Again, the real man will put on more agony when he is in love than is needed for a first-class tragedy. But there's no denying that most women like that sort of thing, you, dear dainty feminine reader, being almost the only exception to this rule.
But, resuming the special line of thought, man firmly believes that woman cannot sharpen a pencil, select a necktie, throw a stone, drive a nail, or kill a mouse, and it is very certain that she cannot cook a beef-steak in the finished style of which his lordship is capable.
Yes, man has his faults as well as woman. There is a vast room for improvement on both sides, but as long as this old earth of ours turns through shadow and sunlight, through sorrow and happiness, men and women will forgive and try to forget, and will cling to, and love each other.
The Book of Love
I dreamt I saw an angel in the night, And she held forth Love's book, limned o'er with gold, That I might read of days of chivalry And how men's hearts were wont to thrill of old.
Half wondering, I turned the musty leaves, For Love's book counts out centuries as years, And here and there a page shone out undimmed, And here and there a page was blurred with tears.
I read of Grief, Doubt, Silence unexplained— Of many-featured Wrong, Distrust, and Blame, Renunciation—bitterest of all— And yet I wandered not beyond Love's name.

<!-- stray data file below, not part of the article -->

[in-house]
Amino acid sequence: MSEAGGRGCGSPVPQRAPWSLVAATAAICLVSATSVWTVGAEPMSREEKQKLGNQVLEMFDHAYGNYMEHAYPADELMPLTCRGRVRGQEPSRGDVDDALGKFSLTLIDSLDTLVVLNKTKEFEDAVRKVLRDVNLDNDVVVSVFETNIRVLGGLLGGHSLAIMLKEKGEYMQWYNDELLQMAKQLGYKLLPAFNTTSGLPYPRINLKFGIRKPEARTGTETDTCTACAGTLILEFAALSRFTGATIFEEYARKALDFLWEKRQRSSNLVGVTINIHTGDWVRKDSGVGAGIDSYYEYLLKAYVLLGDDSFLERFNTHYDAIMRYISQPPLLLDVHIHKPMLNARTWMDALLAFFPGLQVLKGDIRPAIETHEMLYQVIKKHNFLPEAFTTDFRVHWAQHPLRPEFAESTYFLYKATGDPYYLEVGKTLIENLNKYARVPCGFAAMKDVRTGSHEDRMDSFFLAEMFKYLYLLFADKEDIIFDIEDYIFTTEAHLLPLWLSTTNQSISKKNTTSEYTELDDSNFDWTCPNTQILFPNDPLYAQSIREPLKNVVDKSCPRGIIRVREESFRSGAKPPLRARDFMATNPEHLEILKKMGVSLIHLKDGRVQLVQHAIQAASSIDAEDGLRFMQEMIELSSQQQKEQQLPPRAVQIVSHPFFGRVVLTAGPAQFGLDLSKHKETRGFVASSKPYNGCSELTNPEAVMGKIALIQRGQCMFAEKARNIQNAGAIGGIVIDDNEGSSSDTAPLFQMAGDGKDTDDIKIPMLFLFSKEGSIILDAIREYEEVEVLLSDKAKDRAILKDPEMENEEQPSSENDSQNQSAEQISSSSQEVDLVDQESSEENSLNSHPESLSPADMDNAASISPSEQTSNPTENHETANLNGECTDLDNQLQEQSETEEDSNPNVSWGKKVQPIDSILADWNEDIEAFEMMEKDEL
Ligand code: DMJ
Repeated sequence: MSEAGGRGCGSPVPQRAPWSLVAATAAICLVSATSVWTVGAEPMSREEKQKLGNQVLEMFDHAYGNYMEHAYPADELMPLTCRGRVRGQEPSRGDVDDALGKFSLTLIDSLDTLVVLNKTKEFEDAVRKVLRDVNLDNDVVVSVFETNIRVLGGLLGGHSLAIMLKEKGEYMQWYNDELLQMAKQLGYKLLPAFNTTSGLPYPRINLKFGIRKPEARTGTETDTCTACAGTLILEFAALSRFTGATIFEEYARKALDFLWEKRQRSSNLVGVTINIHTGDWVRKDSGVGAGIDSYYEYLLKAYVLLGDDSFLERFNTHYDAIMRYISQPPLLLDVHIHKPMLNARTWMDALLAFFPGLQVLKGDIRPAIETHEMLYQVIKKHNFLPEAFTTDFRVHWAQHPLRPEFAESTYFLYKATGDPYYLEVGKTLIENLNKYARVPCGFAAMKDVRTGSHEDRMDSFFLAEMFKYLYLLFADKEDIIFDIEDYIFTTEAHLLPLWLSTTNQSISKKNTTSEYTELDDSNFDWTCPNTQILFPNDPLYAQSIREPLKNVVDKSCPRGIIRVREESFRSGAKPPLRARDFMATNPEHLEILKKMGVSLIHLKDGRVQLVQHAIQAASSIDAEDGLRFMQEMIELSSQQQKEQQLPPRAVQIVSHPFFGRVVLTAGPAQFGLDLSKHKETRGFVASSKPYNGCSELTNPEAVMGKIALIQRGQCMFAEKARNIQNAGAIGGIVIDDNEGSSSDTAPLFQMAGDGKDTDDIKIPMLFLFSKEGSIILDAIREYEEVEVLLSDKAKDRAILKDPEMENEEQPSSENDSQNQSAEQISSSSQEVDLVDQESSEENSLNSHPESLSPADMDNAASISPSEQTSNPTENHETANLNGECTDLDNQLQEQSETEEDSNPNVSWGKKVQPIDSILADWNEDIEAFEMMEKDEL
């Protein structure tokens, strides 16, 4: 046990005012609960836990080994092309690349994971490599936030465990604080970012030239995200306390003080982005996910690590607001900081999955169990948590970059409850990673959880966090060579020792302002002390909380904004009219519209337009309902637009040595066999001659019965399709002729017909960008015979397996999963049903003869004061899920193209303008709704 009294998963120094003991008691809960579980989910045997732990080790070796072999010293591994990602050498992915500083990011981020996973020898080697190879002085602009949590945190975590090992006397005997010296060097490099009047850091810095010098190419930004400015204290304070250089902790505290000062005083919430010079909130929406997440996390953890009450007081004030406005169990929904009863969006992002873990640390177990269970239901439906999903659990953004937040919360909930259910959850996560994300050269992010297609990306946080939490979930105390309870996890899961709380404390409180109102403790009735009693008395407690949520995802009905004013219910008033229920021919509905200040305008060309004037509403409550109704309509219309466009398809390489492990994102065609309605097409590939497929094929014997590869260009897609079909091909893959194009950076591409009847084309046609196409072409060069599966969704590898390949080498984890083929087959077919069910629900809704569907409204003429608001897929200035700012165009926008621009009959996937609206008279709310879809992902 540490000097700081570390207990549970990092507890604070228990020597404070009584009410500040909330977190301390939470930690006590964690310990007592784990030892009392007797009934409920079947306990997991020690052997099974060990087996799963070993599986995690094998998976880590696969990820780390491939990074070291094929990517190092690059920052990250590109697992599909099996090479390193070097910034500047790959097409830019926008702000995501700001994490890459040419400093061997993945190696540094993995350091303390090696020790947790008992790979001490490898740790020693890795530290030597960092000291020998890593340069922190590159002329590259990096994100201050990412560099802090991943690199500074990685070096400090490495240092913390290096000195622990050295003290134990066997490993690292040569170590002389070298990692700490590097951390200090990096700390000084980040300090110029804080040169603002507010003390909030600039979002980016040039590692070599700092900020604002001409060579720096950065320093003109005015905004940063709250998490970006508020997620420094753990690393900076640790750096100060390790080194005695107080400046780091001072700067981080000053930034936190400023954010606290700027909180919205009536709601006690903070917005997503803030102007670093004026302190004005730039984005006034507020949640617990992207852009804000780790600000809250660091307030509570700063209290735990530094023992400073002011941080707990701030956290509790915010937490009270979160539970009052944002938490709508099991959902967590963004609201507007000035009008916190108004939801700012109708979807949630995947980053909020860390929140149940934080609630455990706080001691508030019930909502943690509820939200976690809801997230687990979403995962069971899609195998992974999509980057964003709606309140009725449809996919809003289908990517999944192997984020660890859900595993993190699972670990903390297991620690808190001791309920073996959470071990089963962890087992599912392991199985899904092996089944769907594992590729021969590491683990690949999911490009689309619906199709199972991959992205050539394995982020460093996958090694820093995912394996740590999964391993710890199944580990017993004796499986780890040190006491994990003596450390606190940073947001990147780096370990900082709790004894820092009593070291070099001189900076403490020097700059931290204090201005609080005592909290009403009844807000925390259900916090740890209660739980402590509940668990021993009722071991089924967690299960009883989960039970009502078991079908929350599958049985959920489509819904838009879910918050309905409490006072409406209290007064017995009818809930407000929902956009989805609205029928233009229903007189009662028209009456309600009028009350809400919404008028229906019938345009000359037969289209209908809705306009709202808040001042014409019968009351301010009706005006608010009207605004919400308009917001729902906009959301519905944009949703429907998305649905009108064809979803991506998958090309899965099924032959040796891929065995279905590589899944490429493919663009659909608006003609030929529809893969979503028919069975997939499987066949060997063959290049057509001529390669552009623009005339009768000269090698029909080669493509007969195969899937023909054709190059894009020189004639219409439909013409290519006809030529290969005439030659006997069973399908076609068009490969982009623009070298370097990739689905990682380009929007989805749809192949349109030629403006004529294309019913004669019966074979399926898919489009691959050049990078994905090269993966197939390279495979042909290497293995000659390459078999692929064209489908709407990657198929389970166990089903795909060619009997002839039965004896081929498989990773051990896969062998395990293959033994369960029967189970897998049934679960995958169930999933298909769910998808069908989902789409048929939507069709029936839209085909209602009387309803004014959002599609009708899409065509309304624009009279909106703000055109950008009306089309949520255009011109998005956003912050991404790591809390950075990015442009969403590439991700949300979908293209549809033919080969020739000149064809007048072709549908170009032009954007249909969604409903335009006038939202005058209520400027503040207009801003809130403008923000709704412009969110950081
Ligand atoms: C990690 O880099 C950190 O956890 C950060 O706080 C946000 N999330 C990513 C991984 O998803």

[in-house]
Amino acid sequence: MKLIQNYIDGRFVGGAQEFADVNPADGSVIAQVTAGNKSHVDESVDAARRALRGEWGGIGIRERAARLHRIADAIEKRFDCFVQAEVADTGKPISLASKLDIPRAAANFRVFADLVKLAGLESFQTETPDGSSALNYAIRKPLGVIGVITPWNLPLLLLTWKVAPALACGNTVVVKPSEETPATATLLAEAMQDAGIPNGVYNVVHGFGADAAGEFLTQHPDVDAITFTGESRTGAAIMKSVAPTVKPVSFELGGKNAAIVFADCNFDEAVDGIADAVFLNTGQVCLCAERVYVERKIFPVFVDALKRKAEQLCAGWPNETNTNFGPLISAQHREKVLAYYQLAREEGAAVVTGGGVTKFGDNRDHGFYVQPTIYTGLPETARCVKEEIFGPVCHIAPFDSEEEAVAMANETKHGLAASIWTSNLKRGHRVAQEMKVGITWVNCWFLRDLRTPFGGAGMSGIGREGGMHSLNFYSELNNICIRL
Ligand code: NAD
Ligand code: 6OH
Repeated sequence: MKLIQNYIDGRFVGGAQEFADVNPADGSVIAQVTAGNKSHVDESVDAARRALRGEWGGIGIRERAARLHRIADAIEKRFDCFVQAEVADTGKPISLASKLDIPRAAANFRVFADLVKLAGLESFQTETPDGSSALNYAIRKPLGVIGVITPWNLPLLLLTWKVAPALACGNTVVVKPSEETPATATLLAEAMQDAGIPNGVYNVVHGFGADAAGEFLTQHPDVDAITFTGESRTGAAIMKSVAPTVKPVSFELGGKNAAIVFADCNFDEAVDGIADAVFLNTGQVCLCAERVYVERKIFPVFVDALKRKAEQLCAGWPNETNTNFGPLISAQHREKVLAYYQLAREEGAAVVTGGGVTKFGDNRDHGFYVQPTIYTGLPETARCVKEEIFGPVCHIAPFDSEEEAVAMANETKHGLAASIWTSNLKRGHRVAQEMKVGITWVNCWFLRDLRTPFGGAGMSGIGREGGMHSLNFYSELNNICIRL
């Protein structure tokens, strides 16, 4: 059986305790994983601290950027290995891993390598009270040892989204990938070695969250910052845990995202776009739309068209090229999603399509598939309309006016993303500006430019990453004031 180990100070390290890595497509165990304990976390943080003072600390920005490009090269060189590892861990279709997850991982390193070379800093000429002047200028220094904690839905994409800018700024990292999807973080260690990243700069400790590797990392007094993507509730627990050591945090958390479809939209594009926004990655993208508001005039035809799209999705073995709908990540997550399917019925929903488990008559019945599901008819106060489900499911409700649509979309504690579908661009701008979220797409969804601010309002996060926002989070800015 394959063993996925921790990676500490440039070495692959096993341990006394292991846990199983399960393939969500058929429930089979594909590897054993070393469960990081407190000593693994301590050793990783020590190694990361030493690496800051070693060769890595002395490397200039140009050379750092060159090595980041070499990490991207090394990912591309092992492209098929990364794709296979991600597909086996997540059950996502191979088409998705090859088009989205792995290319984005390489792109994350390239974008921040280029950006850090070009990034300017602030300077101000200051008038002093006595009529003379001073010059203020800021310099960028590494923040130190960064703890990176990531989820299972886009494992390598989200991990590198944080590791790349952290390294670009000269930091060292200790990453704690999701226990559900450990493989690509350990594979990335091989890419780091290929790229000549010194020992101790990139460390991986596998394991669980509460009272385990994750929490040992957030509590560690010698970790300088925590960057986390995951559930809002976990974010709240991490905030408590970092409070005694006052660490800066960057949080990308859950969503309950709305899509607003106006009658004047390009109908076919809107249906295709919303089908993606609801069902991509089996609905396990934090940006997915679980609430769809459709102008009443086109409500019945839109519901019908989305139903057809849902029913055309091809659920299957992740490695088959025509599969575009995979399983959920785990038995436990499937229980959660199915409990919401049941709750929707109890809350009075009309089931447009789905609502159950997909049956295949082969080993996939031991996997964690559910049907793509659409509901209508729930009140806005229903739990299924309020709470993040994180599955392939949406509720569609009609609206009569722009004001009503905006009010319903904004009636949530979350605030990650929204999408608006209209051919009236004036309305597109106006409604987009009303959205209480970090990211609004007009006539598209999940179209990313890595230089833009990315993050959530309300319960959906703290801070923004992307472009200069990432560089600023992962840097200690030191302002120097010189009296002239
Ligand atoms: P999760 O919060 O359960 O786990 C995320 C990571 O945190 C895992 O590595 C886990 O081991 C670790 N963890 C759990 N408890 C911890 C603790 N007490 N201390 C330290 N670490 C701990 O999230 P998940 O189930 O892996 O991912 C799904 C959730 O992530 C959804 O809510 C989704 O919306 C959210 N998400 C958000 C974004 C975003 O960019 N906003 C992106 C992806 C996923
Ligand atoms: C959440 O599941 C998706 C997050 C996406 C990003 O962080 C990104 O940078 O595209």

At last I cried to her who held the book, So fair and calm she stood, I see her yet; "Why write these things within this book of Love? Why may we not pass onward and forget?"
Her voice was tender when she answered me: "Half child, half woman, earthy as thou art, How should'st thou dream that Love is never Love Unless these things beat vainly on the heart?"
The Ideal Man
He isn't nearly so scarce as one might think, but happy is the woman who finds him, for he is often a bit out of the beaten paths, sometimes in the very suburbs of our modern civilisation. He is, however, coming to the front rather slowly, to be sure, but nevertheless he is coming.
He wouldn't do for the hero of a dime novel—he isn't melancholy in his mien, nor Byronic in his morals. It is a frank, honest, manly face that looks into the other end of our observation telescope when we sweep the horizon to find something higher and better than the rank and file of humanity.